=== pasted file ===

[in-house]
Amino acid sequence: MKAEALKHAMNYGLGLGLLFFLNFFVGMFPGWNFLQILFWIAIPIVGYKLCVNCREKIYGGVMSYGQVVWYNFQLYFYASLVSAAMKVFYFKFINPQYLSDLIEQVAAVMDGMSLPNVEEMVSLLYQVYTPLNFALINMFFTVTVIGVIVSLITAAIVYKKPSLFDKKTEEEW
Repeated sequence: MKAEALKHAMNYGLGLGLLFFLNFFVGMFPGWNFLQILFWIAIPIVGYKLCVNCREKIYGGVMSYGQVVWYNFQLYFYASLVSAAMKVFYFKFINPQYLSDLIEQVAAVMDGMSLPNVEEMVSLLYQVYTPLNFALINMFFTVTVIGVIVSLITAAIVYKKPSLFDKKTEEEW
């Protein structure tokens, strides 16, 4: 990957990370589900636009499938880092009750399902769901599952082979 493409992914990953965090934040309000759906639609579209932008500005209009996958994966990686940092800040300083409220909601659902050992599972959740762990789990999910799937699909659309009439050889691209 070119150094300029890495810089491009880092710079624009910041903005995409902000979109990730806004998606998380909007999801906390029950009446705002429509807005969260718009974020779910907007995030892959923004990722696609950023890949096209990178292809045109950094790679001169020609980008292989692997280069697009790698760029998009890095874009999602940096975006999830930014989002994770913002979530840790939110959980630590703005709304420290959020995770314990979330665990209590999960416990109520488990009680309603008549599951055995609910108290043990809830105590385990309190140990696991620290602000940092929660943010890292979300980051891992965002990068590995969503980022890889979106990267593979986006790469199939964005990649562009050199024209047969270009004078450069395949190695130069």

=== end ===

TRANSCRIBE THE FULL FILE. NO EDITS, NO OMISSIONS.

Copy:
[in-house]
Amino acid sequence: MKAEALKHAMNYGLGLGLLFFLNFFVGMFPGWNFLQILFWIAIPIVGYKLCVNCREKIYGGVMSYGQVVWYNFQLYFYASLVSAAMKVFYFKFINPQYLSDLIEQVAAVMDGMSLPNVEEMVSLLYQVYTPLNFALINMFFTVTVIGVIVSLITAAIVYKKPSLFDKKTEEEW
Repeated sequence: MKAEALKHAMNYGLGLGLLFFLNFFVGMFPGWNFLQILFWIAIPIVGYKLCVNCREKIYGGVMSYGQVVWYNFQLYFYASLVSAAMKVFYFKFINPQYLSDLIEQVAAVMDGMSLPNVEEMVSLLYQVYTPLNFALINMFFTVTVIGVIVSLITAAIVYKKPSLFDKKTEEEW
């Protein structure tokens, strides 16, 4: 990957990370589900636009499938880092009750399902769901599952082979 493409992914990953965090934040309000759906639609579209932008500005209009996958994966990686940092800040300083409220909601659902050992599972959740762990789990999910799937699909659309009439050889691209 070119150094300029890495810089491009880092710079624009910041903005995409902000979109990730806004998606998380909007999801906390029950009446705002429509807005969260718009974020779910907007995030892959923004990722696609950023890949096209990178292809045109950094790679001169020609980008292989692997280069697009790698760029998009890095874009999602940096975006999830930014989002994770913002979530840790939110959980630590703005709304420290959020995770314990979330665990209590999960416990109520488990009680309603008549599951055995609910108290043990809830105590385990309190140990696991620290602000940092929660943010890292979300980051891992965002990068590995969503980022890889979106990267593979986006790469199939964005990649562009050199024209047969270009004078450069395949190695130069």